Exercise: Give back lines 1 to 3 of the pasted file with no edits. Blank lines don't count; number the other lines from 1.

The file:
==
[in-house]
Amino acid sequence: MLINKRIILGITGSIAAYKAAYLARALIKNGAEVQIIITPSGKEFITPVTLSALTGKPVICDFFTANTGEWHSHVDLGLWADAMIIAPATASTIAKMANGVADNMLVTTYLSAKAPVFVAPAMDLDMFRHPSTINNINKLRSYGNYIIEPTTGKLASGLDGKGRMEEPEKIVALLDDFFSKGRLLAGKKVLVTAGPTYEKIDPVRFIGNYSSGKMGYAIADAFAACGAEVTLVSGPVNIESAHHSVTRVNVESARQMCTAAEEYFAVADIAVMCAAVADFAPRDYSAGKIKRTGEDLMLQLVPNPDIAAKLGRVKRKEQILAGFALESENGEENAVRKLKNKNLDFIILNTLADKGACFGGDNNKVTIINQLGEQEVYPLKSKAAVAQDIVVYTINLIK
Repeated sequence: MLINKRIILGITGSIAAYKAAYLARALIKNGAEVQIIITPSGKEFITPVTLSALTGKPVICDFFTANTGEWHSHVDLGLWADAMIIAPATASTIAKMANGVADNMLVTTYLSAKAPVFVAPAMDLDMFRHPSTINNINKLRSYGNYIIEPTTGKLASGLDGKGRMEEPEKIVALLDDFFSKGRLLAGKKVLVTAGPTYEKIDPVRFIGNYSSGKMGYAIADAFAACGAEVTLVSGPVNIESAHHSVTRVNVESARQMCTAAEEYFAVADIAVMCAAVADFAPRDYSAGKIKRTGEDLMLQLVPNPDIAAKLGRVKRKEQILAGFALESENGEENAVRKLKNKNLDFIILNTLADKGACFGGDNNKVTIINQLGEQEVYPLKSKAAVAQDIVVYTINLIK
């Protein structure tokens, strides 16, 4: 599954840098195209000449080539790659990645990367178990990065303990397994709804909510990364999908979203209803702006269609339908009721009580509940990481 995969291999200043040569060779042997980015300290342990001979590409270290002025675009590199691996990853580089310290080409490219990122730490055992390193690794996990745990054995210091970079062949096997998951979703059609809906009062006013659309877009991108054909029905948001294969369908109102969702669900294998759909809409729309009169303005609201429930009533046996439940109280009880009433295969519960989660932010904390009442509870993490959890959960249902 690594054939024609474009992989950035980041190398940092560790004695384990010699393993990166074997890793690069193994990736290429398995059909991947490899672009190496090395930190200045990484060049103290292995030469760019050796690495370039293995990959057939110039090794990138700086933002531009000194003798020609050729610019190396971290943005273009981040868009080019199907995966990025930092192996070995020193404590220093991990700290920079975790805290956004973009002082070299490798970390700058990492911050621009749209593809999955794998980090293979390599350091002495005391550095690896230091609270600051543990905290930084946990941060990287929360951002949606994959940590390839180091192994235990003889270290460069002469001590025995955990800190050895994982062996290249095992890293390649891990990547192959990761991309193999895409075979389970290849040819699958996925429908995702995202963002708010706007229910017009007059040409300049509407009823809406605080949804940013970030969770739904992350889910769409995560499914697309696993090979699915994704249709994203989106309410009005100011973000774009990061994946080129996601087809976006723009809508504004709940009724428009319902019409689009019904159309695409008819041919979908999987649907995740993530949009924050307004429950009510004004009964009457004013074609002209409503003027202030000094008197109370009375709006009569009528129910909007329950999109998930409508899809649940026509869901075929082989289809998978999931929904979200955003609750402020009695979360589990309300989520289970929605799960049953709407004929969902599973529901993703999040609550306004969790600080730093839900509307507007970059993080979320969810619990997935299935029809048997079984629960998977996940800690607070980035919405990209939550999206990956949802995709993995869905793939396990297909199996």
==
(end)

[in-house]
Amino acid sequence: MLINKRIILGITGSIAAYKAAYLARALIKNGAEVQIIITPSGKEFITPVTLSALTGKPVICDFFTANTGEWHSHVDLGLWADAMIIAPATASTIAKMANGVADNMLVTTYLSAKAPVFVAPAMDLDMFRHPSTINNINKLRSYGNYIIEPTTGKLASGLDGKGRMEEPEKIVALLDDFFSKGRLLAGKKVLVTAGPTYEKIDPVRFIGNYSSGKMGYAIADAFAACGAEVTLVSGPVNIESAHHSVTRVNVESARQMCTAAEEYFAVADIAVMCAAVADFAPRDYSAGKIKRTGEDLMLQLVPNPDIAAKLGRVKRKEQILAGFALESENGEENAVRKLKNKNLDFIILNTLADKGACFGGDNNKVTIINQLGEQEVYPLKSKAAVAQDIVVYTINLIK
Repeated sequence: MLINKRIILGITGSIAAYKAAYLARALIKNGAEVQIIITPSGKEFITPVTLSALTGKPVICDFFTANTGEWHSHVDLGLWADAMIIAPATASTIAKMANGVADNMLVTTYLSAKAPVFVAPAMDLDMFRHPSTINNINKLRSYGNYIIEPTTGKLASGLDGKGRMEEPEKIVALLDDFFSKGRLLAGKKVLVTAGPTYEKIDPVRFIGNYSSGKMGYAIADAFAACGAEVTLVSGPVNIESAHHSVTRVNVESARQMCTAAEEYFAVADIAVMCAAVADFAPRDYSAGKIKRTGEDLMLQLVPNPDIAAKLGRVKRKEQILAGFALESENGEENAVRKLKNKNLDFIILNTLADKGACFGGDNNKVTIINQLGEQEVYPLKSKAAVAQDIVVYTINLIK